That sounds right.

h.png

66.png
 

Razumov

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The Scientific work of Bryan Sykes on the Zana case has not been published. From his book we learn that the mtDNA drawn from Kvhit's skull was human and from the l2c haplogroup. The genetics of Zana's descendants revealed a normal level of Neanderthal DNA for Europeans, and that an analysis of their DNA demonstrated Zana to be 100% African.

The Neanderthal theory would seem to be thus discarded, but there are problems.

The first is that near Khwit's grave a female human skull was dug up along with a galosh with a 1880s date on it. This skull should have been tested along with Khwit's in order to discover the relationship between them. I don't know if Sykes even knew about the female skull.

hqdefault.jpg

The second is that according to Porshnev Zana was a hybrid, which has direct implications for mtdna testing. If Zana was a yeti hybrid with a human mother, her and khwit's mtdna would have been human and the mtdna test would have completely missed any non-human genetics.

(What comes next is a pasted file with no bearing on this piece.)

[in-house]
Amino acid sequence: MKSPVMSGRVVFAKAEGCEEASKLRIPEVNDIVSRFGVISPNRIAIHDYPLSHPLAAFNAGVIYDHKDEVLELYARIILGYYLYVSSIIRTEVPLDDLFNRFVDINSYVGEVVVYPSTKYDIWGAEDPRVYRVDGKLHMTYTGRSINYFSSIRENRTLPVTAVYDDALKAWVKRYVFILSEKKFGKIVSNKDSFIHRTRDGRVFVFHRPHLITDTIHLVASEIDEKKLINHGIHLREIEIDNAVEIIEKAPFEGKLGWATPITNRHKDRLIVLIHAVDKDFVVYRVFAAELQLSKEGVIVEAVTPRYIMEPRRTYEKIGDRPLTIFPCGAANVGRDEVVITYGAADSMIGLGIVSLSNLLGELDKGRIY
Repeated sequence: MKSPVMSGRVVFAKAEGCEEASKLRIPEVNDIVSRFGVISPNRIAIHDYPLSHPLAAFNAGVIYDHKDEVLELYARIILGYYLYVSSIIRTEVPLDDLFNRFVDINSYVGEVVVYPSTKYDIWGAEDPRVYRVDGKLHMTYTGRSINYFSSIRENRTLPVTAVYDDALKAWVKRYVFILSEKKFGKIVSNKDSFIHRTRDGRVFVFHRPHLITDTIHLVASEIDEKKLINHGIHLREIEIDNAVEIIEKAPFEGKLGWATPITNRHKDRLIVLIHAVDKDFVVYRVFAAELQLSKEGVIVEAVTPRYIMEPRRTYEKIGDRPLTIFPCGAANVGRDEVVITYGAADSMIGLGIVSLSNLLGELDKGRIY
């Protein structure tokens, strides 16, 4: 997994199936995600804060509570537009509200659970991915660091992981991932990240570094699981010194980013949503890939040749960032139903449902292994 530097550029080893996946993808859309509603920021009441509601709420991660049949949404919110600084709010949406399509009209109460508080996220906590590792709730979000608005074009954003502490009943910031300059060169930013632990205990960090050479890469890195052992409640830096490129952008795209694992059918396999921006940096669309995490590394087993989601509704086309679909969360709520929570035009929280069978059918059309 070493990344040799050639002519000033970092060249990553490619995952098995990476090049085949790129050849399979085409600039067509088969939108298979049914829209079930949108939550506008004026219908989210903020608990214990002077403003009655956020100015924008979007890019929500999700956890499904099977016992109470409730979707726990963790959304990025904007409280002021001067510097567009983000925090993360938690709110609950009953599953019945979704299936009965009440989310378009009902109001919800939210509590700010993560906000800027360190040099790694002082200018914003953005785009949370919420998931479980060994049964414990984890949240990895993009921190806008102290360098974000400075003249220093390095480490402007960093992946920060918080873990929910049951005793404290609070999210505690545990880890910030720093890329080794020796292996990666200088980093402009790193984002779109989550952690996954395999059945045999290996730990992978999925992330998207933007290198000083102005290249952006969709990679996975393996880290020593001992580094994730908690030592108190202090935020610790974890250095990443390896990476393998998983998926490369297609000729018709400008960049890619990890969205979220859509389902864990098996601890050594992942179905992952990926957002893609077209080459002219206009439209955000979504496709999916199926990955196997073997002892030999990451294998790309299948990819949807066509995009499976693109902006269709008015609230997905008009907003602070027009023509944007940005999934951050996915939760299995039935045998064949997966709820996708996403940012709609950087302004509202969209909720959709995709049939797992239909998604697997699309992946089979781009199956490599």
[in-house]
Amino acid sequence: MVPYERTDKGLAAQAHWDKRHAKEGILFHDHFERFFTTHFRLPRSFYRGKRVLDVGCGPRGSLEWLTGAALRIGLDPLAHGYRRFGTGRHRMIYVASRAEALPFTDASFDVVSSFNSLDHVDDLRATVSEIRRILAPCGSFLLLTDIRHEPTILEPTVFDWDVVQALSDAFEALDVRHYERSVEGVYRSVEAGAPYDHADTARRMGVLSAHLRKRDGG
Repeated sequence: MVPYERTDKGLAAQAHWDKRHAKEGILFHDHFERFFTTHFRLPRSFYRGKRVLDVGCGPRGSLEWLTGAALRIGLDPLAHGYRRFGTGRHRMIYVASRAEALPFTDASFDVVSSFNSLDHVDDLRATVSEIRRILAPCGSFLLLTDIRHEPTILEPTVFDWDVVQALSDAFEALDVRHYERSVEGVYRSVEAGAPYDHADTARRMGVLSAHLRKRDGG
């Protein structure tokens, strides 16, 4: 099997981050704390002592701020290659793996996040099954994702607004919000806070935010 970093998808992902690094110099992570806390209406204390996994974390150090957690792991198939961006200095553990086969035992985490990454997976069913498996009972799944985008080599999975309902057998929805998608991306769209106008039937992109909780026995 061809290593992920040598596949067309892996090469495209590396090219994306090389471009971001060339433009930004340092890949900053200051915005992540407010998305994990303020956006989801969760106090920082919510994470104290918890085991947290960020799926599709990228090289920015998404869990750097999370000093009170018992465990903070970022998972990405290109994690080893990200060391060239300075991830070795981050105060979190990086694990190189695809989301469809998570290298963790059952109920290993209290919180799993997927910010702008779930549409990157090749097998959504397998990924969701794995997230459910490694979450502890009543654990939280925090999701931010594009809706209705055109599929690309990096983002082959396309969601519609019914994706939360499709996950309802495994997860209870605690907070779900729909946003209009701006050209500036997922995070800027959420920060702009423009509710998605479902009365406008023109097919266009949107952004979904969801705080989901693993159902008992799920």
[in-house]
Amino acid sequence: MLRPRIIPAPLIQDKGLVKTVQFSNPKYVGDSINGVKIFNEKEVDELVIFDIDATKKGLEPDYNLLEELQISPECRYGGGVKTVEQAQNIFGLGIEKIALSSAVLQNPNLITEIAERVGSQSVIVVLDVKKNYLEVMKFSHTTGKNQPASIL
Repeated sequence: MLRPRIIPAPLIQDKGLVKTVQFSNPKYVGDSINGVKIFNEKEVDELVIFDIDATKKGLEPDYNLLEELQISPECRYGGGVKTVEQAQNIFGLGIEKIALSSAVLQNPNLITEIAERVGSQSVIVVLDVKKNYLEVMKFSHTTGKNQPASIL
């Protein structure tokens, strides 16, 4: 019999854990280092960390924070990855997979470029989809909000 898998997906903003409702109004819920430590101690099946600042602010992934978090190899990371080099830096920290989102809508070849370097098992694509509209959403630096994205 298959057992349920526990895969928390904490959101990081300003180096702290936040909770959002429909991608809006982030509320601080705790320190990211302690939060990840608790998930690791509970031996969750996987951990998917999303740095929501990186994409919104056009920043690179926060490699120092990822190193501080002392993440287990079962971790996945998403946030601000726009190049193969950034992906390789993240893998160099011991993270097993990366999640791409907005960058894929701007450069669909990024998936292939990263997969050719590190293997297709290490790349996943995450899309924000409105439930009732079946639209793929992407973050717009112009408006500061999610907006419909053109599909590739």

The third is that his genealogical chart is a joke. At minimum we need full names and birth/death dates for everyone. Does this Eshba have a grave? Are there any photos? What happened to all the other children?

Until Bryan Sykes publishes his work on Zana, preferably in a peer review journal, his opinions are not Scientific evidence of anything.
 

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EnolaGaia

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Was this later Date Murzakanovich Anchabadze ever a 'prince' or other member of the official nobility (i.e., a noble with authority outside the military context)?
 

Razumov

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Was this later Date Murzakanovich Anchabadze ever a 'prince' or other member of the official nobility (i.e., a noble with authority outside the military context)?